Although the battle would be a tough one in many districts where there are sizeable populations of gun rights advocates, the tax revenues of state bullet distribution at preset federal levels, allocated to state and municipal governments- would be a strong enticement to adopt such legislation. It would also bolster police activity in evaluating the users of such weapons.

These are just three examples that might have extremely positive effects to the health and security of American society, using the example of gun legislation.

Why the prospect of success? Because we will no longer engage in actions based on issues such as the Second Amendment, the common good, or moral responsibility- issues that are perceived of as ‘less important’ to those that make the decisions. Frankly, the vast majority of the true decision makers don’t give a damn about what they see as such ‘trivial’ issues.

No, we will learn to speak the language long understood by the true players in this sick game:  The language of money.

Part of article MONEY!- To be published late January.
M. Martin, Assoc Editor,

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Comment Preferences

  •  You only need car insurance if you drive on (2+ / 0-)
    Recommended by:
    Cedwyn, AuntieRa

    public streets.  if you just keep it at home or on private roads, no insurance needed.

  •  liability insurance is a non-starter (0+ / 0-)

    there is a natural market for car insurance:  nobody wants to be out a $30,000 sportscar because someone else lost control.  and nobody wants to be on the hook for a $30,000 sportscar because they hit some ice and spun out.  so they buy collision & liability insurance.

    there is no comparable natural market for gun liability insurance.  the very idea of it all but admits premeditated crime.  "please insure me against willfully breaking the law." it'd be like car insurance offering a separate DUI rider.  

    Please don't dominate the rap, Jack, if you got nothin' new to say - Grateful Dead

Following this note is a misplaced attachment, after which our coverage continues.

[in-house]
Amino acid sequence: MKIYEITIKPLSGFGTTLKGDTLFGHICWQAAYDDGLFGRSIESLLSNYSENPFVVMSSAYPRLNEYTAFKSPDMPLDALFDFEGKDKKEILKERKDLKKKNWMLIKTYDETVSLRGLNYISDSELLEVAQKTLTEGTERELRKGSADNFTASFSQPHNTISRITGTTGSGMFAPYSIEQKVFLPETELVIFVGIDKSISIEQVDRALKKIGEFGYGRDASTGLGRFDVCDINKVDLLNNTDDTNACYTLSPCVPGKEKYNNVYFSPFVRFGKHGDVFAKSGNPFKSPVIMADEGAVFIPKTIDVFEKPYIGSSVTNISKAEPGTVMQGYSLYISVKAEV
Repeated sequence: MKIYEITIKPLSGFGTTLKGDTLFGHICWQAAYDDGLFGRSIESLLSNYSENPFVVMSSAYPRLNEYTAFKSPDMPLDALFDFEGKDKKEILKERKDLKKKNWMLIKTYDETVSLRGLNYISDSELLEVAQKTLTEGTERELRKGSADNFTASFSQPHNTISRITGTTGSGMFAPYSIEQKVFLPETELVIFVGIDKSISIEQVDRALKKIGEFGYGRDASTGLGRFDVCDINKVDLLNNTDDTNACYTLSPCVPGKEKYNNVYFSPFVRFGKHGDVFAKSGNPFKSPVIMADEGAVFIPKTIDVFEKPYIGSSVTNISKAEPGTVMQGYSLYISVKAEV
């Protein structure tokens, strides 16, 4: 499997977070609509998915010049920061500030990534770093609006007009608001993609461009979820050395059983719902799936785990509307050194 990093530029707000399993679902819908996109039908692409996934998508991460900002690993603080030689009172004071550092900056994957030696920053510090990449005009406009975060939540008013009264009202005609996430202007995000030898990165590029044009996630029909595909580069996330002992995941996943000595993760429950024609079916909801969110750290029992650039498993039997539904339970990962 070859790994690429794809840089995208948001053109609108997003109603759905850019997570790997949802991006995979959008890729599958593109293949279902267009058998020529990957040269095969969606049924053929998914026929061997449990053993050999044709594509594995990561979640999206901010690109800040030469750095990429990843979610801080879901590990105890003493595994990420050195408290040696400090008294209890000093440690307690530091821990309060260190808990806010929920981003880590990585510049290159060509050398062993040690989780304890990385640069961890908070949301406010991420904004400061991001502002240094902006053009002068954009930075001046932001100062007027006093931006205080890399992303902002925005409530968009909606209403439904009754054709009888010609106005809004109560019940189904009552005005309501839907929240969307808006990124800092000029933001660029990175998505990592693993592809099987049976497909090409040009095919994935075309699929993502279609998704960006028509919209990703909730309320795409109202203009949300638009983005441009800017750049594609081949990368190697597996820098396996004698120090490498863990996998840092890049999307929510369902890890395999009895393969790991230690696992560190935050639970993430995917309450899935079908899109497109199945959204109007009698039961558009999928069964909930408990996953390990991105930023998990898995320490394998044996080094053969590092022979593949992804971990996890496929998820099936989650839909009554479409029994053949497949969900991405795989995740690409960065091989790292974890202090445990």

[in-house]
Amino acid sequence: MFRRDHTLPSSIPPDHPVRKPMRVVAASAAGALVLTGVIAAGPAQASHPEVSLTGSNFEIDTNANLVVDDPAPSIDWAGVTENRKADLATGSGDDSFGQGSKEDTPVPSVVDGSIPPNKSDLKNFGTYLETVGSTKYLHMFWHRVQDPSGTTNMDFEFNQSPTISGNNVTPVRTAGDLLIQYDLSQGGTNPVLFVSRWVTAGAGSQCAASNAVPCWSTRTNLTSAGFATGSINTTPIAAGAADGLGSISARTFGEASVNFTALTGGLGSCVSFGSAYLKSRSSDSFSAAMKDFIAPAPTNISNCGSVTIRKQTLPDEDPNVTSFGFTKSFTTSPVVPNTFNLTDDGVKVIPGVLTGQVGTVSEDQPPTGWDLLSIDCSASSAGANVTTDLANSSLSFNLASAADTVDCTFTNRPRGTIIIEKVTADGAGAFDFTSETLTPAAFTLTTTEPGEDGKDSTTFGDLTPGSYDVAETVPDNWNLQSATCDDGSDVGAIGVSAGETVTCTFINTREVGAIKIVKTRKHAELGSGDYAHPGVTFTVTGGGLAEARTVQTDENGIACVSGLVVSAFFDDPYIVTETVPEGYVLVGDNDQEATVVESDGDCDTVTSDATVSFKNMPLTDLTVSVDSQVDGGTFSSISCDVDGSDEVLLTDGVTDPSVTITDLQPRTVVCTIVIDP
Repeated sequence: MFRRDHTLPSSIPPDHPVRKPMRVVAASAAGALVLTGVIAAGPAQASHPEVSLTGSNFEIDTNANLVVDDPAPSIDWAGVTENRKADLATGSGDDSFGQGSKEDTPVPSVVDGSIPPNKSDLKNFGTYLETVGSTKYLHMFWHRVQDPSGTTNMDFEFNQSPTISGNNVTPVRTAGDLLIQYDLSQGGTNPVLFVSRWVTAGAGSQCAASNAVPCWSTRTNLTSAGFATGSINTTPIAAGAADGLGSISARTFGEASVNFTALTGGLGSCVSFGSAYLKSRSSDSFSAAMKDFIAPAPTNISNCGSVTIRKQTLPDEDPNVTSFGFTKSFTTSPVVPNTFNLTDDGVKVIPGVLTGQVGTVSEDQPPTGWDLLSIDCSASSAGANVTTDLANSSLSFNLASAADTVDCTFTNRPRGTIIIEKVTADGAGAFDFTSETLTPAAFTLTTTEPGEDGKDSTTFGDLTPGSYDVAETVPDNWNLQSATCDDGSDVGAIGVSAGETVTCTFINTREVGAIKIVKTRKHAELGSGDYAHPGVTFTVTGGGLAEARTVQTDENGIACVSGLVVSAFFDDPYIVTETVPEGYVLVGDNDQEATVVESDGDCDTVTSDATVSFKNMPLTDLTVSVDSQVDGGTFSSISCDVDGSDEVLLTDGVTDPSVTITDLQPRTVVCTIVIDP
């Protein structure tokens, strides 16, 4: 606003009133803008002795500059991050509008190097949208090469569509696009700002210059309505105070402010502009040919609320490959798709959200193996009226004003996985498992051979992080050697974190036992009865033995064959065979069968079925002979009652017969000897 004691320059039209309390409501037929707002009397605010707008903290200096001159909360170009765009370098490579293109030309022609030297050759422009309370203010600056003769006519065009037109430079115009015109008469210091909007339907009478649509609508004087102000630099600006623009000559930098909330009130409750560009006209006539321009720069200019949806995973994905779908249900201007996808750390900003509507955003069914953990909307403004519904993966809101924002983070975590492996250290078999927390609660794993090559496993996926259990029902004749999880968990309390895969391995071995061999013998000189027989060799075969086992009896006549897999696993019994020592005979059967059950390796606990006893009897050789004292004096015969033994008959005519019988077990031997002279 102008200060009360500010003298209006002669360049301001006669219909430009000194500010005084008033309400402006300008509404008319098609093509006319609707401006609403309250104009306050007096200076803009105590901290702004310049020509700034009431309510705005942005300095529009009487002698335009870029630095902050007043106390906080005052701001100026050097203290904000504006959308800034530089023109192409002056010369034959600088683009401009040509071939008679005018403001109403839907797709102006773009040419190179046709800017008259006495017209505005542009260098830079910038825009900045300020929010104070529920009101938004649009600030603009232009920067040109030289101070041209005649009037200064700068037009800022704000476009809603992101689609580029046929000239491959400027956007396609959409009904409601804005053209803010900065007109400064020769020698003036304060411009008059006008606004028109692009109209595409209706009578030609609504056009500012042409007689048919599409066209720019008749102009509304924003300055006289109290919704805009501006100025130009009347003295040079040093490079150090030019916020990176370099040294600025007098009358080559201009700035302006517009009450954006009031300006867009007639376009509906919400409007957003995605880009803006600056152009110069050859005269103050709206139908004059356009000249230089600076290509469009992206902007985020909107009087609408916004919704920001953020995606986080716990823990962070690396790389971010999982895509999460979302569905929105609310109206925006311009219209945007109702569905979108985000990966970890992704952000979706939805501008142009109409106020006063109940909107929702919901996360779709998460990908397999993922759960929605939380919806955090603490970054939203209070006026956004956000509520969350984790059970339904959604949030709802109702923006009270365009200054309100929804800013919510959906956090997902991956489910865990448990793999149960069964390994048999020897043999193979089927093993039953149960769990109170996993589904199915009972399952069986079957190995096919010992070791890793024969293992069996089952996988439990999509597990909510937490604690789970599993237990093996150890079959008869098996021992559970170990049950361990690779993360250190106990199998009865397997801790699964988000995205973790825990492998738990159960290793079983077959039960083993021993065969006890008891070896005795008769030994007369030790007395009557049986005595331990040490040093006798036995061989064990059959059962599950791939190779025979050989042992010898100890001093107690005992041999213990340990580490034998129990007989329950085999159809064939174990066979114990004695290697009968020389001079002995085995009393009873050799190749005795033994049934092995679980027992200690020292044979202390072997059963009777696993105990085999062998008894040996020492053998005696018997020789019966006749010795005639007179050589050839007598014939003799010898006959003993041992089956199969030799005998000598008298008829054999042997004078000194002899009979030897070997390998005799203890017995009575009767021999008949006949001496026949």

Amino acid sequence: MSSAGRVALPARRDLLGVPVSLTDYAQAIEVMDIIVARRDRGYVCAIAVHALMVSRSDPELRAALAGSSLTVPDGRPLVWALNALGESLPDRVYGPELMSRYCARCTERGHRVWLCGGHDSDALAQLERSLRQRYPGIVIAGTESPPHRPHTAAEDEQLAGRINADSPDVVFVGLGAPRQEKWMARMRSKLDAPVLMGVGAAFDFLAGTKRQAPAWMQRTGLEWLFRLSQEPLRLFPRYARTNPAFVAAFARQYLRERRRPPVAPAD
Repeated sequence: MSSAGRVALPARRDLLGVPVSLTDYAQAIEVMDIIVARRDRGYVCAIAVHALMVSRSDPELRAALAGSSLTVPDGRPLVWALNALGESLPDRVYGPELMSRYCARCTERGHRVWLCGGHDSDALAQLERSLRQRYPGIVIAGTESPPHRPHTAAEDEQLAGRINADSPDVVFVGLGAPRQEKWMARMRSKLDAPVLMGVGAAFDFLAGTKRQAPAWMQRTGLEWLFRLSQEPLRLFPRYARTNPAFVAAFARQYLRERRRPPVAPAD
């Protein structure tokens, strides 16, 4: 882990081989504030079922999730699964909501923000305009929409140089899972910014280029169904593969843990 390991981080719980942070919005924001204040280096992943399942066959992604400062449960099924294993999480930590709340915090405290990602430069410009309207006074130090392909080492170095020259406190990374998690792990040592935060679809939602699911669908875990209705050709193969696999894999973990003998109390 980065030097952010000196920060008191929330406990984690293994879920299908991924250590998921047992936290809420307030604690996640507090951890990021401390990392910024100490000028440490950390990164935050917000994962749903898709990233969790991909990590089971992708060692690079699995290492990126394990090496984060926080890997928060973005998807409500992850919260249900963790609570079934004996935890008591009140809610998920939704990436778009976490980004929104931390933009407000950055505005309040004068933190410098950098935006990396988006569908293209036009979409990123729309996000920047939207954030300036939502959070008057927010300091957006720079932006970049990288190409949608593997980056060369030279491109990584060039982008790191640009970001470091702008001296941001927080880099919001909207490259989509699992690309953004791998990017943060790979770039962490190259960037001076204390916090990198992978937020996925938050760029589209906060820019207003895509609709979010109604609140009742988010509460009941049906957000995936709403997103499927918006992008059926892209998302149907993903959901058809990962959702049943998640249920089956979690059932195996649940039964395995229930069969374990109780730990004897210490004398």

by Cedwyn on Mon Dec 31, 2012 at 06:39:45 AM PST

  •  Good diary. It is about money, but also about what (2+ / 0-)

    value (monetary or otherwise) we place on human lives.  How many yearly deaths are allowable before any sensible regulations can be placed on the perceived Second Amendment rights?

    How many children should we be OK with dying every single year (currently about 2700 according to the Children's defense fund, PDF)?

    Absent a clear national consensus on those questions, what you propose is the best:  Liability insurance (and its first cousin - litigation).  Seeing as the government is solidly in the hands of the NRA and the courts are stacked, your solution may be the only feasible route for the near term.  Hit them in the pocket, where it hurts.

    [ The gun absolutists among us will attack the 2700 number because it includes suicides (last I looked a teen committing suicide with a gun was just as violent and devastating as any other cause of death, except most could have been prevented if guns were not so easily accessible) and also because it counts children up to age 19 (in spite of the fact that medically people are children, and thus fall under pediatric medicine, until age 21 - you know the same legal drinking age in all 50 states).]

    Then they came for me - and by that time there was nobody left to speak up.

    by DefendOurConstitution on Mon Dec 31, 2012 at 06:43:01 AM PST

    •  thanks (1+ / 0-)
      Recommended by:

      people might argue about varied forms of liability as guns don't apply- guns apply more than liability issues on swimming pools.

      leaving private property? maybe... but same as a car- go public with a weapon- liability risk comes in. won't solve at home violence, but will at least limit it to one's home.

      thanks for the input- i agree.
      happy new years-

  •  you're not going to be able (1+ / 0-)
    Recommended by:

    to de-facto ban guns by pricing people out. They already tried that with pricing black people out of voting.

  •  erm (0+ / 0-)
    For instance, if someone conducts various searches for information about assault weapons, coordinated with required medical data and reported purchases of weapons (gun shows are a problem)- such a collection of filtered data could be an effective way of flagging potential assailants.
    How do you propose to get such data?
    •  thanks (0+ / 0-)

      i've read a number of articles specific to the data gathered in the financial industry. interesting enough, one of the most frightening was from the ronson bk lost at sea- about the consequences of data-mining in the uk. their 'penetration' is amazing